Understanding hikers' behavioral intent towards Leave No Trace in Great Smoky Mountains National Park

WCU Author/Contributor (non-WCU co-authors, if there are any, appear on document)
David McDowell Schafer (Creator)
Western Carolina University (WCU )
Web Site: http://library.wcu.edu/
Andrew J. Bobilya

Abstract: Resource degradation is a primary concern related to increased visitor use of U.S. public lands. This can manifest in vegetation loss, soil compaction and erosion, degradation of water quality, and wildlife disturbance. The Seven Leave No Trace (LNT) Principles are a primary means of educating visitors to reduce impact on public lands. Given that Great Smoky Mountains National Park (GRSM) is the most visited National Park in the country at 14.1 million visitors in 2021, there is a need to replicate previous LNT research conducted in other parks and protected areas in GRSM. This study sought to understand GRSM hikers’ behavioral intent towards LNT practices. A quantitative questionnaire was used to measure participants’ behavioral intent based on four variables towards LNT: attitudes of appropriateness, perceived effectiveness, perceived difficulty, and self-reported knowledge. A total of 285 questionnaires were completed. Findings show the variables had varying levels of influence on hikers’ behavioral intent, with perceived effectiveness and difficulty having the most influence. Based on this, GRSM staff may reduce hiker impact hiker by focusing education on the effectiveness and ease of practice of LNT Principles foremost. Supplementally, staff can provide education that increases hikers’ understanding of impacts and emphasizes appropriateness of proper LNT behavior. Better practice of LNT by hikers in the Park may minimize recreation-related impacts in GRSM and may subsequently improve visitor experience.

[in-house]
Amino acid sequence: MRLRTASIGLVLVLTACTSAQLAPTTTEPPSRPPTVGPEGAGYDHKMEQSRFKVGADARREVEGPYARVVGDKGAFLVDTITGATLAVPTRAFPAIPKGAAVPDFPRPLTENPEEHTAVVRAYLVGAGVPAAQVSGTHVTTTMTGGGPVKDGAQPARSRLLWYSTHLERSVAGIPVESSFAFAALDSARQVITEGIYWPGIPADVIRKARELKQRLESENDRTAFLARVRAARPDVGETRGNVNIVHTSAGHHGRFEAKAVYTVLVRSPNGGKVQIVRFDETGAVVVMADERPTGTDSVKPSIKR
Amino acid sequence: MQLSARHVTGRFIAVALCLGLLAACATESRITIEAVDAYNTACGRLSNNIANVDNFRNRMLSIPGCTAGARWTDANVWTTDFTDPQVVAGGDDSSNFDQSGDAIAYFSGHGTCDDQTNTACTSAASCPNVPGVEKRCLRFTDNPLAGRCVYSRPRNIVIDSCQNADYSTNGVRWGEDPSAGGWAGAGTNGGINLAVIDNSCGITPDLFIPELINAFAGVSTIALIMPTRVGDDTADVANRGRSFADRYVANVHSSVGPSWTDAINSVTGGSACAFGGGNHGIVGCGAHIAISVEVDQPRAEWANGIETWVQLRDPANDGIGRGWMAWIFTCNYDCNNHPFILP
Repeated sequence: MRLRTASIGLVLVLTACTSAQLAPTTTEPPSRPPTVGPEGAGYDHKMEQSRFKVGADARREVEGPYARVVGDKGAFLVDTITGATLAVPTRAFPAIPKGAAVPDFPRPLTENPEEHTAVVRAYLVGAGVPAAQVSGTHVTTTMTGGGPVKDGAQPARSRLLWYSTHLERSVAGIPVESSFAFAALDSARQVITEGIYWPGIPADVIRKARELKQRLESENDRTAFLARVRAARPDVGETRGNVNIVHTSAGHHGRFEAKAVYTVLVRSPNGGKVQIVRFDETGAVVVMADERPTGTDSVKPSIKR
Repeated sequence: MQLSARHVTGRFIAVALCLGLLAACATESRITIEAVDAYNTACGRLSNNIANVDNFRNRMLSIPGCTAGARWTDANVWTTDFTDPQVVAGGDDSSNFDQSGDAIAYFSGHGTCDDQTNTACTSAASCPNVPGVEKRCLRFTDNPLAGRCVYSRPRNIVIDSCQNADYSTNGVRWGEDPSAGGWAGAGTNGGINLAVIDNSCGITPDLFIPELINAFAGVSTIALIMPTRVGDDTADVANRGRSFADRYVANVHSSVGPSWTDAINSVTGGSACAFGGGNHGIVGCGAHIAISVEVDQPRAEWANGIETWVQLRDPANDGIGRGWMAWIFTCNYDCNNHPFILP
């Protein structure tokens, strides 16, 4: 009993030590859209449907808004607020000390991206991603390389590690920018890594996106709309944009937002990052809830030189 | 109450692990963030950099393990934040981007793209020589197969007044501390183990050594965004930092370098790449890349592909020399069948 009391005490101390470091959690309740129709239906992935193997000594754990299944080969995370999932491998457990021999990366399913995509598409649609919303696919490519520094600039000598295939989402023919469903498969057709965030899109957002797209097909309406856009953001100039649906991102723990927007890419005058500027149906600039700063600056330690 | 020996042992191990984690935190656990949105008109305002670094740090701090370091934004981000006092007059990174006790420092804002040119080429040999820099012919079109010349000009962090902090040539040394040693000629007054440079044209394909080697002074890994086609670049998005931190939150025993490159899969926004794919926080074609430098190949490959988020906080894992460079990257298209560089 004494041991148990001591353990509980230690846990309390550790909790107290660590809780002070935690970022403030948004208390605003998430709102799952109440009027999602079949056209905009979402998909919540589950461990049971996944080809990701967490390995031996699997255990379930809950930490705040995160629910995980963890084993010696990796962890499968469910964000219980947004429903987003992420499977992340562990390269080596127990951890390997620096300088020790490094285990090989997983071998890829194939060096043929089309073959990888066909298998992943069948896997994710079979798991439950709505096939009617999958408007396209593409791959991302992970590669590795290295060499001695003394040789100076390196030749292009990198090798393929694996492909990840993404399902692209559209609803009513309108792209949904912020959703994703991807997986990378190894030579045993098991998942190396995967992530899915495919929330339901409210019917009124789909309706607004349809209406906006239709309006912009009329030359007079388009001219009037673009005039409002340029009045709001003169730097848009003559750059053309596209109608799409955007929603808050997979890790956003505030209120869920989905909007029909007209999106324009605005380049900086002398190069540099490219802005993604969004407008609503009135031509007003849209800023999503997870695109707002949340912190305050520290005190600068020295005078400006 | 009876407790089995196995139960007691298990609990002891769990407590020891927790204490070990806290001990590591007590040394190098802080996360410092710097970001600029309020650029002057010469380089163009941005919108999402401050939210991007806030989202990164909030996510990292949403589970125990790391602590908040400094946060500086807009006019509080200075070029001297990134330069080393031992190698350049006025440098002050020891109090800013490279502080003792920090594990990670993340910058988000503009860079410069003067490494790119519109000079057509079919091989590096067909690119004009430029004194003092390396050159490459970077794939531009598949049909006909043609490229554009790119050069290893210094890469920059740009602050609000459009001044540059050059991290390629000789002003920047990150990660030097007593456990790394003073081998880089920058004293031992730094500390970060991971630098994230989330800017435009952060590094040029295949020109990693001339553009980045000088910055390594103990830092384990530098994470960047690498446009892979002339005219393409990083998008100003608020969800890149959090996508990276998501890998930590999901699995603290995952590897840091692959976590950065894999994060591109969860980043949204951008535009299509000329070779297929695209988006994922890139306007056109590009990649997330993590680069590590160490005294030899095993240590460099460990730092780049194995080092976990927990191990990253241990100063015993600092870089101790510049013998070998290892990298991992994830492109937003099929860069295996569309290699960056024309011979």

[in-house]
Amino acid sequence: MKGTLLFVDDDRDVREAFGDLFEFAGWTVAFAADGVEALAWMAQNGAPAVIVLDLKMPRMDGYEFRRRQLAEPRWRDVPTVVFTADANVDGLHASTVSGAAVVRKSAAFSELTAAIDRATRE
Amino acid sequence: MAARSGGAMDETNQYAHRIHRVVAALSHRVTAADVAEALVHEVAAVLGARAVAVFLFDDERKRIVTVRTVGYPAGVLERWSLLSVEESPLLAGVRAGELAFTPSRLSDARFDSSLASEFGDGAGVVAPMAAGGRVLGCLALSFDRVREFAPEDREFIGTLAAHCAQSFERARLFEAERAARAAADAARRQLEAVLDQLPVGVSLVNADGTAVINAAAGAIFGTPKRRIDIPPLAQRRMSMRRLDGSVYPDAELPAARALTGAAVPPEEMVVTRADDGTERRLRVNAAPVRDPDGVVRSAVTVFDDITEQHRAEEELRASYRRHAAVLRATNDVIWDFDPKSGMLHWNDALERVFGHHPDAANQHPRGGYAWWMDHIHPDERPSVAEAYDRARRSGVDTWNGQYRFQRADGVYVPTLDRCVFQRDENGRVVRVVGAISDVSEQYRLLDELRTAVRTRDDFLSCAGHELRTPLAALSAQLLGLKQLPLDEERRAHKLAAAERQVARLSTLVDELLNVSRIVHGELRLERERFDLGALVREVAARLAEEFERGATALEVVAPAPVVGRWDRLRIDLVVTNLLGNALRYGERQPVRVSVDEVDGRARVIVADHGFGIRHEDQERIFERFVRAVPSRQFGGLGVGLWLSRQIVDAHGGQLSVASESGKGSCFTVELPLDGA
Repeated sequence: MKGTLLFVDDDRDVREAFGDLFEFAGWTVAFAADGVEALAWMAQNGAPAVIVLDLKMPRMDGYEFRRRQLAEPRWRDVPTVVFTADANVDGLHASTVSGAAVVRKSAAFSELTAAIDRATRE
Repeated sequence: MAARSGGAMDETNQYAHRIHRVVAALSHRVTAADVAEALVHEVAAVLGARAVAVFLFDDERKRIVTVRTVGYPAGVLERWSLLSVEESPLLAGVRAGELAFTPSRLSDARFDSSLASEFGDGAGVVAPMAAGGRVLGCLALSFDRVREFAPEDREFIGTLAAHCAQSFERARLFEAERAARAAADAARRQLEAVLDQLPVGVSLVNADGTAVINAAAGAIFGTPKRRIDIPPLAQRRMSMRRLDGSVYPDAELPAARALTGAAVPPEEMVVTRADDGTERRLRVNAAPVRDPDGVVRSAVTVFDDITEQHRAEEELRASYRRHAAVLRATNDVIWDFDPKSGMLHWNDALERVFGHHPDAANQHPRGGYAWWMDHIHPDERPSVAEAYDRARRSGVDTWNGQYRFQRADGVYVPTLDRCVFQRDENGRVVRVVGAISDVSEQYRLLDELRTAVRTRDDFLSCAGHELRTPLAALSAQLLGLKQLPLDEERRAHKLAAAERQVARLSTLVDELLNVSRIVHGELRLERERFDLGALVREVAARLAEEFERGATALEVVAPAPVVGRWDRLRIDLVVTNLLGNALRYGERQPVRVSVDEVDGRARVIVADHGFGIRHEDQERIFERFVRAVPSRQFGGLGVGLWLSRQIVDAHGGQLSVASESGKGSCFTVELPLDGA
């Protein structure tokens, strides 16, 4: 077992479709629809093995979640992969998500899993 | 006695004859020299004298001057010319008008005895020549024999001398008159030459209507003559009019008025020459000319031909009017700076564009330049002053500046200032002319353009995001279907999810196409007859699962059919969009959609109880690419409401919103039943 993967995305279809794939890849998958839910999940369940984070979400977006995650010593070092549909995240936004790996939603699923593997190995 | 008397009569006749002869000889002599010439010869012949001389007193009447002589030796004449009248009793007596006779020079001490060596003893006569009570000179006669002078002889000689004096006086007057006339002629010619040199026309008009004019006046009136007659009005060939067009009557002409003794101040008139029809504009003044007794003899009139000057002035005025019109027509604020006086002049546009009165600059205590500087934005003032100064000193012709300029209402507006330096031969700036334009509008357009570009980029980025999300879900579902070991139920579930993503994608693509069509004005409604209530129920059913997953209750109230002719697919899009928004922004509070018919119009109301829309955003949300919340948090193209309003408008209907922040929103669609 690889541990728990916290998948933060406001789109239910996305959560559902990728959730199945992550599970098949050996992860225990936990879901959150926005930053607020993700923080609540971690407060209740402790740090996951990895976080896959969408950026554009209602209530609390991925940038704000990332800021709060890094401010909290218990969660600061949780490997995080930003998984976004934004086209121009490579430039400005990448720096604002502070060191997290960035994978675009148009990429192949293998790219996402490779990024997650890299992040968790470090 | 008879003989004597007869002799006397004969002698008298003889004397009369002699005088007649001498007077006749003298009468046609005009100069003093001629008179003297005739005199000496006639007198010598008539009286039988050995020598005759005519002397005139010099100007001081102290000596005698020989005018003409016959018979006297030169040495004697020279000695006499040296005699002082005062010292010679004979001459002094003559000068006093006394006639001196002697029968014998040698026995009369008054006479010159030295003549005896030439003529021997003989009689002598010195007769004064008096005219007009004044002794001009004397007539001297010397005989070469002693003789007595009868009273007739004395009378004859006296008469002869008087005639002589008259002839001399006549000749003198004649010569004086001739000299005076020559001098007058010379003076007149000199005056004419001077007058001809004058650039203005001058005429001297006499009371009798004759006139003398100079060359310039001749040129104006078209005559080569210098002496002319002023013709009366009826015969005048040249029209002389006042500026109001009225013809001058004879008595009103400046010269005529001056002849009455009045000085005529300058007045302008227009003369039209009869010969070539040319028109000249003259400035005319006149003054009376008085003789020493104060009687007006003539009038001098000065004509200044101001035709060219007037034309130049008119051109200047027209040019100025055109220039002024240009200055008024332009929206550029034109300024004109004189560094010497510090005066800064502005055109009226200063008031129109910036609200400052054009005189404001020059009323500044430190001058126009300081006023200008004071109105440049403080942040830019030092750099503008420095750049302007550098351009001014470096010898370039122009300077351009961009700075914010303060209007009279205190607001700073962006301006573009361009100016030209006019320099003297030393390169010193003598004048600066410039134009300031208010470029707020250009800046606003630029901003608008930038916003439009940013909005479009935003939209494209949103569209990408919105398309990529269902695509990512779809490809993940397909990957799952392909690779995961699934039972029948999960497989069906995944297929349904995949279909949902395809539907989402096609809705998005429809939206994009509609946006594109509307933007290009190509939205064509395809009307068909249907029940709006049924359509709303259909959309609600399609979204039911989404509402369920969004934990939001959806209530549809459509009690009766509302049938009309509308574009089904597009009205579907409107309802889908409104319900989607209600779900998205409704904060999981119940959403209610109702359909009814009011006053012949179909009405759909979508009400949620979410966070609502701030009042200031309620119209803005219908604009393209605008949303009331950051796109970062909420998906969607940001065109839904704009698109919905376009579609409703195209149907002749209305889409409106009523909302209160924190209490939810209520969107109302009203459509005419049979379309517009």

Additional Information

Language: English
Date: 2022
Environmental education, Great Smoky Mountains National Park, Leave No Trace , Theory of Planned Behavior
Environmental education
Natural resources conservation areas
Public Lands -- Recreational use -- Moral and ethical aspects
Outdoor recreation

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